I hear and see this question all the time. Often one of the first pieces of advice someone gets is “hire an independent structural engineer.” And I could not disagree with this more.
Let me start by saying engineers are great. But I do not recommend hiring an independent engineer. In my opinion, that is a bad plan. While I do believe a structural engineer should be involved in the foundation repair process, YOU hiring one is a bad idea.
You need to first be aware that anything an engineer, or a foundation company for that matter, tells you is an opinion. It’s an opinion based on experience and professional knowledge but is an opinion nevertheless.
So let’s say you pay an SE to come out and create a plan for a foundation company.
Most SEs will charge anywhere from $300 to $600 to come out and give you their opinion. However, at this time none of the foundation repair companies in the Dallas area charge to come out to evaluate your foundation and come up with a plan.
So you can get a good foundation repair contractor to come out and give you an equally good opinion for free.
Who Should Hire the Structural Engineer?
Now, once the foundation company comes up with a plan and you agree to get the work done, an engineer can be hired by the repair company to validate the plan.
I realize there are people who worry that if the SE is hired by the company, they are no longer independent and will just “rubber stamp” anything the foundation company comes up with.
But this isn’t necessarily the case. The foundation repair company has a vested interest in making sure their plan works. It’s called reputation and warranty.
No good company wants to have to go back and redo something they’ve already done multiple times because they did bad work. That is going to cost them a lot of money.
And if they don’t go back and fix things that they are at fault for, what do you think happens to their reputation? They get bad reviews. Their Better Business Bureau ratings plummet. And word gets out all over social media. Their reputation is ruined.
You do a great job for somebody and maybe they tell 3 people about it. You do a bad job, they most definitely will tell 10+ people. And it’s even worse in the social media era we live in today.
Bottom line, their reputation is on the line.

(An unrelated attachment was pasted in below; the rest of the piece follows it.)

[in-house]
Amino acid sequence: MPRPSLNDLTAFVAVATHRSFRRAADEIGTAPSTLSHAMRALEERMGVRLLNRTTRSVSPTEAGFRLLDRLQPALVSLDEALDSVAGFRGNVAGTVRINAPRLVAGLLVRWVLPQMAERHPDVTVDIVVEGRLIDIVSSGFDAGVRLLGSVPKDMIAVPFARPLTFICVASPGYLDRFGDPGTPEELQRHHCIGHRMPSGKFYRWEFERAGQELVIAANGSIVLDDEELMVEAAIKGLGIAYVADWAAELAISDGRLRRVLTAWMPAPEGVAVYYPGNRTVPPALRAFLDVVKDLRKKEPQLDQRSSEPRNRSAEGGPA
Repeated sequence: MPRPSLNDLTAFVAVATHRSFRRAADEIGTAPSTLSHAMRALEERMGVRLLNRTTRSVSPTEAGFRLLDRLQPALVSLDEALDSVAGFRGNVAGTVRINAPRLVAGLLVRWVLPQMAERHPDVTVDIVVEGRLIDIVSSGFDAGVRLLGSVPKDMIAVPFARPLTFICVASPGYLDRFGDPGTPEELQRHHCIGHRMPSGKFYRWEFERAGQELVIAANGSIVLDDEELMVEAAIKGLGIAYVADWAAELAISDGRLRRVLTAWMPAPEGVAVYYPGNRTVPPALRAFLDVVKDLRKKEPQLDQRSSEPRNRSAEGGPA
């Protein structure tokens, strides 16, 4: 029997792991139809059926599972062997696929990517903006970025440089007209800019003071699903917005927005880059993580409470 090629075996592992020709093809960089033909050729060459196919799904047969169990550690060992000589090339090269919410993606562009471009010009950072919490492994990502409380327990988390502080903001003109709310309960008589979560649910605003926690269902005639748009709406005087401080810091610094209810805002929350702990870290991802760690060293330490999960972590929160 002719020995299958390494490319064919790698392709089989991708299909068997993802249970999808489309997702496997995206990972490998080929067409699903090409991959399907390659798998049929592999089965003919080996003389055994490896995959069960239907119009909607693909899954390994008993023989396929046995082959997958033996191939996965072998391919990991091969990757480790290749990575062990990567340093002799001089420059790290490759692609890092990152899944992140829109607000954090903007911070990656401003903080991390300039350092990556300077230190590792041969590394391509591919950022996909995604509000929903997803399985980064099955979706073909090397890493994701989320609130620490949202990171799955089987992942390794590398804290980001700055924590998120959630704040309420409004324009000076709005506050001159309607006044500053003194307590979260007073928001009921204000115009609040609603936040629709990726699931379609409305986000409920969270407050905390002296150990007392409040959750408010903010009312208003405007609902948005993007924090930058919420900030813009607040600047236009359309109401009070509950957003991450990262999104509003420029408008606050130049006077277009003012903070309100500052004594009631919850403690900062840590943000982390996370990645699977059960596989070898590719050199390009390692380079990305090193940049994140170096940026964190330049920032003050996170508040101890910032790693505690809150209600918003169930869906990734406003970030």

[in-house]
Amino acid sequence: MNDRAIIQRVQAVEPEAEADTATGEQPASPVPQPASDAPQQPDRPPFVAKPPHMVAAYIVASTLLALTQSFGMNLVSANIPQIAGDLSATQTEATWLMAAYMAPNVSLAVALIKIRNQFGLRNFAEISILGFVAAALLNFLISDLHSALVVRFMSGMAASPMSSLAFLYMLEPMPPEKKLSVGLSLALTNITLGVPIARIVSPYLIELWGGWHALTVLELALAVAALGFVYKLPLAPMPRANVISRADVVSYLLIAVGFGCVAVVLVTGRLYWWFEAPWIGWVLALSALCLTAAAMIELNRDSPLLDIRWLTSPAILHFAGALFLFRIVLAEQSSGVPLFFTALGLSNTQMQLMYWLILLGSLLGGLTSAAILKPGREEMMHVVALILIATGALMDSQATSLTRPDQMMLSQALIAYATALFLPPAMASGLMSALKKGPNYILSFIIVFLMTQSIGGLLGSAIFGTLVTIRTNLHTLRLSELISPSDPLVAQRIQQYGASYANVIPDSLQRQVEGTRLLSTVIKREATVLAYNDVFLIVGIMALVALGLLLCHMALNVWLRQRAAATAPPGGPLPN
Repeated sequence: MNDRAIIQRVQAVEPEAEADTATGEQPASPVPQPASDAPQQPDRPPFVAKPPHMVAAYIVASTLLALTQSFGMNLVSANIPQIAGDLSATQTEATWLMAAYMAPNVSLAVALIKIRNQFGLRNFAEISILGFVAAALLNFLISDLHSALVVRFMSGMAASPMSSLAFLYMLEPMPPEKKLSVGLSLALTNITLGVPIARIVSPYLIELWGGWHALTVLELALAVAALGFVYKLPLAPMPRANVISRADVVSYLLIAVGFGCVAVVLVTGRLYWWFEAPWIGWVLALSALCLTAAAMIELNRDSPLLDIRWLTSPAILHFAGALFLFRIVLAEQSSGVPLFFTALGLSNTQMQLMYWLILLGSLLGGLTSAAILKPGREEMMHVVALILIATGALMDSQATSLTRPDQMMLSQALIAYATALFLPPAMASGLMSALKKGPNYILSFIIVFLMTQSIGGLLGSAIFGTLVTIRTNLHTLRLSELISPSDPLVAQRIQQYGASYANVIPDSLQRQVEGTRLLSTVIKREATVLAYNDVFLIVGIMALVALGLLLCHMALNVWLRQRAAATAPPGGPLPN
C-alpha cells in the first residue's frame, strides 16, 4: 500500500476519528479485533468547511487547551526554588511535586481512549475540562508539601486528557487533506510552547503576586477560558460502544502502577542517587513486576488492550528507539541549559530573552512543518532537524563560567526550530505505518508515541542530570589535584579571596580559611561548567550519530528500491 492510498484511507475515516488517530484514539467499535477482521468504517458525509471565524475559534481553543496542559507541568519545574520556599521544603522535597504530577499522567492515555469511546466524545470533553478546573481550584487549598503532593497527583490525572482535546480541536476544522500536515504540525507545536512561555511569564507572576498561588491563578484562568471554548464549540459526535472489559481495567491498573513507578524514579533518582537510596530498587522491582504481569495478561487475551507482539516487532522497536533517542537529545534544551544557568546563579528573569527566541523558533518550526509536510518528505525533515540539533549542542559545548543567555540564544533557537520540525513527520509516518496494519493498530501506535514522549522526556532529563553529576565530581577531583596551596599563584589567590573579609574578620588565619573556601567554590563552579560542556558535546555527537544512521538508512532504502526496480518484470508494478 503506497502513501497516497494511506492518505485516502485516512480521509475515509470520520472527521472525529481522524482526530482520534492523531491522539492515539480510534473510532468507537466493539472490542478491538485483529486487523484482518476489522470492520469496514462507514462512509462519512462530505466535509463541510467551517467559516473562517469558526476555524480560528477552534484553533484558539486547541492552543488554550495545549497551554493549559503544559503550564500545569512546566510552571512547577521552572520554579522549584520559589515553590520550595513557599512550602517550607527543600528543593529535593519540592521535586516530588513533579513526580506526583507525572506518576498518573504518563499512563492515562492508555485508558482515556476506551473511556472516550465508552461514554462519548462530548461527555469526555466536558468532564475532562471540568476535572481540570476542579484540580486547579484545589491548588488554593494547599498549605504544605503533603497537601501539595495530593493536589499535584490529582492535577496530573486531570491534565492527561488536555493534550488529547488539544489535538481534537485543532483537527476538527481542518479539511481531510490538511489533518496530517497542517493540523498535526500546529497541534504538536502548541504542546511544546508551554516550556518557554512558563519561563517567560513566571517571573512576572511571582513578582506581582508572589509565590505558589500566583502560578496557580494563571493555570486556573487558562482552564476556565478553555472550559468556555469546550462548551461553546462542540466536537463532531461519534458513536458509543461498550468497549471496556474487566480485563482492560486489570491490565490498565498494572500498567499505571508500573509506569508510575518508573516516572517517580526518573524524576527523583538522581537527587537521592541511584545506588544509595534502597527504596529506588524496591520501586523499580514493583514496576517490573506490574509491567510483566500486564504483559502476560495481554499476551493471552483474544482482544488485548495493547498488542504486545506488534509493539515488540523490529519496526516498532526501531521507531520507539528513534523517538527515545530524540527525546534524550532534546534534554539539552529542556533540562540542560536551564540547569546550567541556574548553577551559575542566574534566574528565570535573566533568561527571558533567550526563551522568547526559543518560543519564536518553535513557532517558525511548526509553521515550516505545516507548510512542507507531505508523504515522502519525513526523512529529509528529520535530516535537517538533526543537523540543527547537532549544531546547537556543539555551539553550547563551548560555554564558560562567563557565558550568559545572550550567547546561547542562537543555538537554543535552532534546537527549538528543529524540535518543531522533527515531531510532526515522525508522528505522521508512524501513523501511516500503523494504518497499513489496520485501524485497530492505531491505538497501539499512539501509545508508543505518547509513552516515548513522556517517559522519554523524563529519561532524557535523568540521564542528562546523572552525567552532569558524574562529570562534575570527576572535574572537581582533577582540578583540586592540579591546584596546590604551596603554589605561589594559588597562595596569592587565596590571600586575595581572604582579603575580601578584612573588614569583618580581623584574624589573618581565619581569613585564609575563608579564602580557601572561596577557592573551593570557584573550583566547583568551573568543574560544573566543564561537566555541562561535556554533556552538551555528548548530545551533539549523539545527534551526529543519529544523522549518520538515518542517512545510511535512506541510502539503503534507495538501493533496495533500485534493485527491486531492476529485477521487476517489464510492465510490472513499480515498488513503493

The Independent Structural Engineer’s Liability
Another reason I don’t recommend you hiring an independent engineer is because they often aren’t liable for their own plan.
Here is an engineer’s report from a house that I owned. An SE was hired at the time of my selling the house in February 2020.
I first want to point out a couple of things.
You’ll see on page 4 of the report:
“In the event that other information becomes available that could affect the conclusion reached in this investigation, this office reserves the right to review and change some or all of the opinions represented herein, if it is required.”
So #1. If they don’t have all the information, which they admit it, If you give them more information, the opinion could change.
#2. Everything they did was based on visual observations and the engineer’s judgement. What’s another word for that? His opinion. Again, based on his training and experience. And again, still an opinion.
Another thing it says a few paragraphs down on the same page, it is assumed that the foundation was constructed based on requirements of building codes and was inspected by local building officials during construction.
This particular house was built in 1984. The report was created in 2020. You can assume the house was built according to code and inspected all you want but was it? We can hope but really, nobody knows.
Now, this is what I like the most:
“No warranty is either expressed or implied as to the future performance of this structure. Liability is strictly limited to the fee charged in this report.”
So let’s say this engineer charged $300 for this report. What’s his liability if you go back to him after you implement his plan and it doesn’t work. And the chances of that happening are pretty good.
You go back to him and say, you’re responsible for this. He’s gonna give you your $300 back, at best.
That doesn’t help when you just paid the foundation repair company a lot of money to implement that engineer’s plan and now you have to get it refixed.
$300 is nothing in this situation.
What really matters is what is a reputable foundation contractor going to do and go with that foundation repair contractor. If he has an engineer in his “pocket,” so to speak, fine.
But if you choose that contractor from reputation, and you trust that contractor, then he is the one that has his neck on the line. He’s the one who is going to have to make sure that the work gets done the way it should. And if it doesn’t, he’s the one you’re gonna call back out.
And his liability from a legal standpoint, theoretically, in court would be much more than the engineers, #1. And #2, his liability from a reputation and warranty standpoint for his company is going to cost him A LOT more than what you paid the engineer.
Choose the Best Foundation Repair Company Instead
So while I do think a structural engineer is an important part of the foundation repair process, it is my opinion that you shouldn’t be the one hiring one.
If you choose a good and trustworthy foundation repair company, you can feel confident the engineer they hire will also have yours and your home’s best interest in mind.